So, how does cyanide cause toxicity? We can think of cyanide as a “chemical asphyxiant.” And a simplified way to describe the toxicity is that cyanide inhibits cytochrome oxidase, which is essential for oxidative phosphorylation and aerobic energy production, meaning that our body is unable to use oxygen, which leads to cellular hypoxia. Cyanide also causes neurotoxicity due to impaired oxygen utilization, oxidative stress, and the release of excitatory neurotransmitters. This is why the rare survivors of cyanide toxicity can have long-lasting Parkinsonian symptoms.
In terms of clinical signs, unfortunately there is no single reliable symptom or syndrome that is directly associated with acute cyanide poisoning. Cyanide causes rapid dysfunction of the CNS and cardiovascular systems, where we can see agitation, confusion, seizures, coma, respiratory collapse, and cardiovascular collapse.
On laboratory analysis we will see an anion gap metabolic acidosis with elevated lactate concentrations. We also see elevated venous oxygen saturations due to reduced oxygen consumption by our mitochondria.
Cyanide levels are not available rapidly enough to determine treatment, but you should know that levels > 3 mcg/mL lead to death, levels > 2.5 mcg/mL cause coma/respiratory depression, levels 1-2.5 mcg/mL lead do reduced consciousness, and levels of 0.5-1 mcg/mL cause tachycardia and flushing. However, a good surrogate measure of cyanide concentrations is lactate. A lactate > 8 mmol/L has a PPV of 64% and a NPV of 98% for cyanide concentrations above 1 mcg/mL. Therefore, in smoke inhalation victims, the presence of soot in the mouth or nose, along with altered mental status and hypotension, and possibly an elevated lactate level, should have you thinking about cyanide toxicity.
In terms of management, we think supportive cares initially. Controlling the airway, giving oxygen, removing clothing in case of dermal exposure, giving fluids and sodium bicarbonate if needed. Labs should include an ABG, BMP, lactate, whole blood CN level, CBC, blood gases, and carbon monoxide levels.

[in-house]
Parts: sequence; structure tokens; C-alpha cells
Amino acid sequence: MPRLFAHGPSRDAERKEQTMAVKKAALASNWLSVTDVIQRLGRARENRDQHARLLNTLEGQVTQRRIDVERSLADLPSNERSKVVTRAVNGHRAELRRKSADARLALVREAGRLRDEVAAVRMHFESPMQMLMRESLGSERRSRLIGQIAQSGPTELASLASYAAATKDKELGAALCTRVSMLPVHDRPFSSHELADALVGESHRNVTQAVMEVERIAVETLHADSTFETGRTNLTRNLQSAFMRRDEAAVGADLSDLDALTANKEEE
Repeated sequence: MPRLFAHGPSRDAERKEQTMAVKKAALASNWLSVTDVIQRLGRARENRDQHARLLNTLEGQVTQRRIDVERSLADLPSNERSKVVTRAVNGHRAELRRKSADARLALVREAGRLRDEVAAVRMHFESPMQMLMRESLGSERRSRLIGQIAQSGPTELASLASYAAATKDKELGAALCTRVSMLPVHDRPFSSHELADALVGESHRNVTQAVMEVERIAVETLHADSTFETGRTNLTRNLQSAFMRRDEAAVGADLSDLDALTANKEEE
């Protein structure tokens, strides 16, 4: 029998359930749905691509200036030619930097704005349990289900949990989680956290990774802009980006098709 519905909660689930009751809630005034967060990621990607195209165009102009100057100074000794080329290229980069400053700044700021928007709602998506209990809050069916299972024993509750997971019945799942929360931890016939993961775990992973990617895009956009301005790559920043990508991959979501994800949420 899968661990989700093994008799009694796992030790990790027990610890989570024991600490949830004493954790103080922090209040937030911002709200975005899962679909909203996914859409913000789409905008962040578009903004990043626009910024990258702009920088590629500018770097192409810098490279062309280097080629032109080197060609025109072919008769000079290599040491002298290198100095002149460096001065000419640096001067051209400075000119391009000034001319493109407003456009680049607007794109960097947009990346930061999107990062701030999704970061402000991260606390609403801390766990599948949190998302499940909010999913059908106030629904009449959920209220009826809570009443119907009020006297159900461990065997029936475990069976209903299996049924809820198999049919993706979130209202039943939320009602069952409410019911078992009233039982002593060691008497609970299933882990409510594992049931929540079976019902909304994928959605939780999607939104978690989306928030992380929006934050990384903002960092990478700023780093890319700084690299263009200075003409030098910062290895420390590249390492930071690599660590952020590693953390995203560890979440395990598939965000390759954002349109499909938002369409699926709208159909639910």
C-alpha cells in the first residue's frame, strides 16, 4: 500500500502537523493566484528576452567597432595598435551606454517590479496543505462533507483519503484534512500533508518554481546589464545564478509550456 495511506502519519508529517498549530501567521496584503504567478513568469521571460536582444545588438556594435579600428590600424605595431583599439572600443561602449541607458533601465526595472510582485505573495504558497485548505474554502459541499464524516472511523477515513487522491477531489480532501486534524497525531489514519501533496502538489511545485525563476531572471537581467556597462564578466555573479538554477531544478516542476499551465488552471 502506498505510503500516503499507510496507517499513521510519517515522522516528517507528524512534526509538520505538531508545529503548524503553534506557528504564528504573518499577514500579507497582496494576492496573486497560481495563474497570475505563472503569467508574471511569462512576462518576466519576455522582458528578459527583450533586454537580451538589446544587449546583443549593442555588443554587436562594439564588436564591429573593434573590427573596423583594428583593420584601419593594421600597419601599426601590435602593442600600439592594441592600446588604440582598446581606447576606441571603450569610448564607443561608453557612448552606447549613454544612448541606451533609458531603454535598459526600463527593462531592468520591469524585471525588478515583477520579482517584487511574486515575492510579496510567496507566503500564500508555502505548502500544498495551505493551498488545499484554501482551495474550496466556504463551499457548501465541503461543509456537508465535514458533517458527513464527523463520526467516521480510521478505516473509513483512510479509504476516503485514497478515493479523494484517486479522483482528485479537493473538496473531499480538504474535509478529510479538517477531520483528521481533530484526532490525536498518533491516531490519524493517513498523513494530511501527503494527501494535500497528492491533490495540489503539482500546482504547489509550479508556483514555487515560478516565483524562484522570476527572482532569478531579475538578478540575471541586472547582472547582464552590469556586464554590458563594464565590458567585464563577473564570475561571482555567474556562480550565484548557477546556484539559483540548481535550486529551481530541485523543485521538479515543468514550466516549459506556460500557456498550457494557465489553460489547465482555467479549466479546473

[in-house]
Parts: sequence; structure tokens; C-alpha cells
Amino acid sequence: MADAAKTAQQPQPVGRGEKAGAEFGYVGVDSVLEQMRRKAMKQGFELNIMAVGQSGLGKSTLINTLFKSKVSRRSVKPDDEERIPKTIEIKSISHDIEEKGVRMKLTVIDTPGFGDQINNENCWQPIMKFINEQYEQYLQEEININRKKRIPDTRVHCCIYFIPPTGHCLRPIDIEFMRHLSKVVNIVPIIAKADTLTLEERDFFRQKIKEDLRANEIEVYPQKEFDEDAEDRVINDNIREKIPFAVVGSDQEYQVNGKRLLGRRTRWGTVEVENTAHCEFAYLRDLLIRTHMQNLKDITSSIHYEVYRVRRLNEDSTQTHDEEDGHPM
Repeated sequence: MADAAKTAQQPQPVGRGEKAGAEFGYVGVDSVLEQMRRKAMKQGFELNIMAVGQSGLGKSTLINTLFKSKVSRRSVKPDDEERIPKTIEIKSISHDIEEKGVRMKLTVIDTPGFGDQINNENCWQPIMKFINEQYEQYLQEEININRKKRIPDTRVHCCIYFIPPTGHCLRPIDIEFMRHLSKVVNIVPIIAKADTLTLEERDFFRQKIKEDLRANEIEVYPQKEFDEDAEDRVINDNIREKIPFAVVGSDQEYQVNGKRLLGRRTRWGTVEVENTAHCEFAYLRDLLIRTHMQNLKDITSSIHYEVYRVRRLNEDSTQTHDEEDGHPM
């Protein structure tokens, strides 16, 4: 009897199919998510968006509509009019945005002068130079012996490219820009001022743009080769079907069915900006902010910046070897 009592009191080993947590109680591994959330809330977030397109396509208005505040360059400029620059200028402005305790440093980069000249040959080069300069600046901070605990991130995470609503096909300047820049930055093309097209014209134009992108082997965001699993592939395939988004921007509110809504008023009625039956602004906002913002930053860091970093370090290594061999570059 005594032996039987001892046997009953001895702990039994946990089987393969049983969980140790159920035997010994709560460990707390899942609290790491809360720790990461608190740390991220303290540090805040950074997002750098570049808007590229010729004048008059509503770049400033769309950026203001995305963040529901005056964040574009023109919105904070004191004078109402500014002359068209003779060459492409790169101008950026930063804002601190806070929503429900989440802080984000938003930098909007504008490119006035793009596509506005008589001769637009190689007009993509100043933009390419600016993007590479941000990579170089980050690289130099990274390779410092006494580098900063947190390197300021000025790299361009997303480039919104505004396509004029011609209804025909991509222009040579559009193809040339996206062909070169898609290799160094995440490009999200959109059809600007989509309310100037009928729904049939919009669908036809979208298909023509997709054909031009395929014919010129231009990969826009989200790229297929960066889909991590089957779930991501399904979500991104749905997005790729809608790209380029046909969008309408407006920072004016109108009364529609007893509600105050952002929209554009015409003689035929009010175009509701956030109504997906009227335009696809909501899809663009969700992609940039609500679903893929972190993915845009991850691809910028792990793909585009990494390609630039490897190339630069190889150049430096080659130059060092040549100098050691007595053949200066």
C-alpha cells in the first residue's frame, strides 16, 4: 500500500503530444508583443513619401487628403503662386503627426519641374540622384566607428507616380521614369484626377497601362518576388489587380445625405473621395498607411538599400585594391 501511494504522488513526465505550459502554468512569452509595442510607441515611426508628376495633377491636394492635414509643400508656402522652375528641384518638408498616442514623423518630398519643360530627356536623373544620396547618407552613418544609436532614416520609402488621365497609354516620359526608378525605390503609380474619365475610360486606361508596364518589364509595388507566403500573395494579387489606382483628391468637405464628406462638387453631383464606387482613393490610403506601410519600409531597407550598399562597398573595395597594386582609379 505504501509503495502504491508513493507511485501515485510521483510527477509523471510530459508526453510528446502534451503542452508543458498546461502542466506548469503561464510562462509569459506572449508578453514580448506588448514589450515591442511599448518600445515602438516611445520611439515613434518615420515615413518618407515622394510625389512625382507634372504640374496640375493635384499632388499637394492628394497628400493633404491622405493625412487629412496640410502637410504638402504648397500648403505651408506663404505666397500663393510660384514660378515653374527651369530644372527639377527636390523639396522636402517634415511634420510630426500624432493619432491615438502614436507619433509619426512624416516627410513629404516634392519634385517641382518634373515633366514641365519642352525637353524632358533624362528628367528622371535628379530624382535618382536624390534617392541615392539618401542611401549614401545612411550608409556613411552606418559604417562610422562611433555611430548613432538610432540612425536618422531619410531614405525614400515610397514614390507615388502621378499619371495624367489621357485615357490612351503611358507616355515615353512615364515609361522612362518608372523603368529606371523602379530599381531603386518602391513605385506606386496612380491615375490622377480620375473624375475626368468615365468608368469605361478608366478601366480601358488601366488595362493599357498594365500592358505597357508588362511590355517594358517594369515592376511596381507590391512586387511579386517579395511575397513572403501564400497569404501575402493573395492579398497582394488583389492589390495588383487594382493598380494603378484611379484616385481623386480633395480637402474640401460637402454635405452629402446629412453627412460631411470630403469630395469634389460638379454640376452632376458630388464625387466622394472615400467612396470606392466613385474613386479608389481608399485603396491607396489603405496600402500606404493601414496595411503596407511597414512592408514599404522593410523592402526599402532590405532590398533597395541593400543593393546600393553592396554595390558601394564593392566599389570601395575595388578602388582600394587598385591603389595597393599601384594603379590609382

Antidotes are given based on clinical characteristics of cyanide toxicity discussed earlier. The first-line agent is Cyanokit, or hydroxocobalamin. This agent binds cyanide and forms cyanocobalamin (vitamin B12) which is then excreted in the urine. The dose is 5g IV over 15 minutes in adults and 70 mg/kg (max of 5 g) over 30 minutes in peds, with a repeat dose in 1-2 hours if needed. Adverse effects include transient hypotension, allergic reactions, and red discoloration of skin, mucous membranes, and urine which may last for weeks. It may also interfere with lab results for 12h-8 days (most affected are liver enzymes, bilirubin, Scr, electrolyte studies). However, the effect is transient and probably not clinically significant.
Historically, the Cyanide Antidote Kit was available, but it is no longer manufactured. This kit continued amyl nitrite, sodium nitrite, and sodium thiosulfate. The nitrites worked by generating methemoglobin—that’s right. We used to induce methemoglobinemia in these patients. This is because cyanide has a higher affinity for methemoglobin than for cytochrome oxidase. Amyl nitrite used to come in ampules which were broken and then inhaled for 15-20 seconds until IV access was available. These “amyl nitrate pearls” later became known as “poppers” and were used illicitly. You can do your own Google search on that if you want more information. Of course, the adverse effects of methemoglobinemia, hypotension, and bradycardia led to this kit becoming a less favorable option, especially in patients who also have possible carbon monoxide exposure.
The other component of this kit was sodium thiosulfate, which works by donating the sulfur necessary for the rhodanese enzyme; basically boosting our body’s own elimination pathway for cyanide. This agent can be used alone, though rarely, as it has a slow onset of action of up to 1 hour. The dose is 12.5 g IV over 10 min in adults or 400 mg/kg (with a max of 12.5 g) in peds. You can repeat ½ of the dose after 30 min if needed.
Which one of these antidotes is the best? Although there is no obvious differences in efficacy, they do have differences in their side effect profile. Since the nitrites induce methemoglobinemia and further impair oxygen transport, this can be especially dangerous in smoke-inhalation victims who also have carbon monoxide poisoning. Sodium thiosulfate is safer and is used regularly, but it does not have a rapid onset of action. Therefore, the most rapid, safe, and easy to administer agent is hydroxocobalamin.
In summary, cyanide is one of the most rapidly lethal poisons known to man. Becoming familiar with how patients with cyanide toxicity present, what their labs may show, and how antidotes work is crucial for all ER and ICU staff. I would recommend having an antidote, preferably hydroxocobalamin, readily available in your pharmacy or medication dispensing system in the ER to help expedite therapy. We always carry at least 1 vial of hydroxocobalamin in our ER. It comes with an easy-to-use instruction kit, a transfer spike, and vented tubing.
As always, thank you so much for your time. Please check out our website at errxpodcast.com, where you will find our show notes, our “Key Points,” and a full transcript of each episode.